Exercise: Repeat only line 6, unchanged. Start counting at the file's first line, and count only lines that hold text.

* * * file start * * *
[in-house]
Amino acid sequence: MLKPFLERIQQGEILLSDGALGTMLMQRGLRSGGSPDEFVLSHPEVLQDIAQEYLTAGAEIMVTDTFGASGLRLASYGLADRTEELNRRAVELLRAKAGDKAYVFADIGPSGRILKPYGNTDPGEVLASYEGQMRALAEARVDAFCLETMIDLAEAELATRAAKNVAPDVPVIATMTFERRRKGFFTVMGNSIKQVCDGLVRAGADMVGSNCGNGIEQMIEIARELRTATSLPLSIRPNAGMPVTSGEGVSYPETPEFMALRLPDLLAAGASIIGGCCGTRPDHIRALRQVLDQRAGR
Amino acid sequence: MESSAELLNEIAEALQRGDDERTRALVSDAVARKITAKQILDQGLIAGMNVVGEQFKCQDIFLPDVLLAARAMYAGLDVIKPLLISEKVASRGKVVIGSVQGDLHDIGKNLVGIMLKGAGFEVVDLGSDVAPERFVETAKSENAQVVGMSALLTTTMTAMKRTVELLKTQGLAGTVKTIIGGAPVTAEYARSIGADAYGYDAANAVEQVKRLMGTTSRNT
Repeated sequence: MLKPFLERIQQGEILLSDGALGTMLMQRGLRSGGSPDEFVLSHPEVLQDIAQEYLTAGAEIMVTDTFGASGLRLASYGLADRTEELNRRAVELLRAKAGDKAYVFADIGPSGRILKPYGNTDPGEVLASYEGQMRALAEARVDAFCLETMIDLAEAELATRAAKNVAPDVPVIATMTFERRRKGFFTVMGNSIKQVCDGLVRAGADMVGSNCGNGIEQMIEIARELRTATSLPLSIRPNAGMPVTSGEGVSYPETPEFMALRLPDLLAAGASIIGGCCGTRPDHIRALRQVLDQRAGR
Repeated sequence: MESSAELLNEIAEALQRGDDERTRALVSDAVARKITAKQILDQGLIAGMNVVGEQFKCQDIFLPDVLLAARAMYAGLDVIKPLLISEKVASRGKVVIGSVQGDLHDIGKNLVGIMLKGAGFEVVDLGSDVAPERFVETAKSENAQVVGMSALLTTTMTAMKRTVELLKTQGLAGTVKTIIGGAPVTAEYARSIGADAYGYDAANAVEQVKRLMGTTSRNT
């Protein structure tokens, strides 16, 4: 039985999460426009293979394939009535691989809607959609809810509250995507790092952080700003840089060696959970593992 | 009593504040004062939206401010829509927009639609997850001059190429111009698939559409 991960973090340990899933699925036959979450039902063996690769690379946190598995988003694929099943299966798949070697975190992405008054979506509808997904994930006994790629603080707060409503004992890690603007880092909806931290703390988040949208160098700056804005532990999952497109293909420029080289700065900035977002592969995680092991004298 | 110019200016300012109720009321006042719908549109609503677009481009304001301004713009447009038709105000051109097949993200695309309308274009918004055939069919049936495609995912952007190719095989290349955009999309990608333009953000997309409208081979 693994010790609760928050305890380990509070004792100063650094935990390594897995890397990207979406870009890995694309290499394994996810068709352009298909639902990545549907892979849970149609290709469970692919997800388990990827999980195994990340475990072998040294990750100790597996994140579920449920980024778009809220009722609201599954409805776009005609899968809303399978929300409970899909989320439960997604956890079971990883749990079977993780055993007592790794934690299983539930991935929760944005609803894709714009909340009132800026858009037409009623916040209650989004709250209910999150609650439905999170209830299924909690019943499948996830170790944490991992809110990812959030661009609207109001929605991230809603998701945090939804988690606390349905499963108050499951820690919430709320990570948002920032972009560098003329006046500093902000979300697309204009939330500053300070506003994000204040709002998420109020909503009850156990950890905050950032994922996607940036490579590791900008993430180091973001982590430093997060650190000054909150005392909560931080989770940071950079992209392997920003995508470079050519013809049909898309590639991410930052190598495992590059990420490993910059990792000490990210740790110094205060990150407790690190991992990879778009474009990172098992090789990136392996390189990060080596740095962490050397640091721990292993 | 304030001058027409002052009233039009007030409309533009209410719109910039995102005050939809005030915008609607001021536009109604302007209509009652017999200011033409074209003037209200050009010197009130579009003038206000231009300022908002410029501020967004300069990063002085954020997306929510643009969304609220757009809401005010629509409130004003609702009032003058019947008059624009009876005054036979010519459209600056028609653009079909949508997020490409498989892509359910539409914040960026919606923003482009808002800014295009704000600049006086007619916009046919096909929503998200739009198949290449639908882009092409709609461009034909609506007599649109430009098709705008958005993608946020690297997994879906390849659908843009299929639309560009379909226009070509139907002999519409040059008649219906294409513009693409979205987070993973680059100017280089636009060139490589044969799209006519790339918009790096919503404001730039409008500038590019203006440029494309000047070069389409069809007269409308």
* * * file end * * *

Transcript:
């Protein structure tokens, strides 16, 4: 039985999460426009293979394939009535691989809607959609809810509250995507790092952080700003840089060696959970593992 | 009593504040004062939206401010829509927009639609997850001059190429111009698939559409 991960973090340990899933699925036959979450039902063996690769690379946190598995988003694929099943299966798949070697975190992405008054979506509808997904994930006994790629603080707060409503004992890690603007880092909806931290703390988040949208160098700056804005532990999952497109293909420029080289700065900035977002592969995680092991004298 | 110019200016300012109720009321006042719908549109609503677009481009304001301004713009447009038709105000051109097949993200695309309308274009918004055939069919049936495609995912952007190719095989290349955009999309990608333009953000997309409208081979 693994010790609760928050305890380990509070004792100063650094935990390594897995890397990207979406870009890995694309290499394994996810068709352009298909639902990545549907892979849970149609290709469970692919997800388990990827999980195994990340475990072998040294990750100790597996994140579920449920980024778009809220009722609201599954409805776009005609899968809303399978929300409970899909989320439960997604956890079971990883749990079977993780055993007592790794934690299983539930991935929760944005609803894709714009909340009132800026858009037409009623916040209650989004709250209910999150609650439905999170209830299924909690019943499948996830170790944490991992809110990812959030661009609207109001929605991230809603998701945090939804988690606390349905499963108050499951820690919430709320990570948002920032972009560098003329006046500093902000979300697309204009939330500053300070506003994000204040709002998420109020909503009850156990950890905050950032994922996607940036490579590791900008993430180091973001982590430093997060650190000054909150005392909560931080989770940071950079992209392997920003995508470079050519013809049909898309590639991410930052190598495992590059990420490993910059990792000490990210740790110094205060990150407790690190991992990879778009474009990172098992090789990136392996390189990060080596740095962490050397640091721990292993 | 304030001058027409002052009233039009007030409309533009209410719109910039995102005050939809005030915008609607001021536009109604302007209509009652017999200011033409074209003037209200050009010197009130579009003038206000231009300022908002410029501020967004300069990063002085954020997306929510643009969304609220757009809401005010629509409130004003609702009032003058019947008059624009009876005054036979010519459209600056028609653009079909949508997020490409498989892509359910539409914040960026919606923003482009808002800014295009704000600049006086007619916009046919096909929503998200739009198949290449639908882009092409709609461009034909609506007599649109430009098709705008958005993608946020690297997994879906390849659908843009299929639309560009379909226009070509139907002999519409040059008649219906294409513009693409979205987070993973680059100017280089636009060139490589044969799209006519790339918009790096919503404001730039409008500038590019203006440029494309000047070069389409069809007269409308």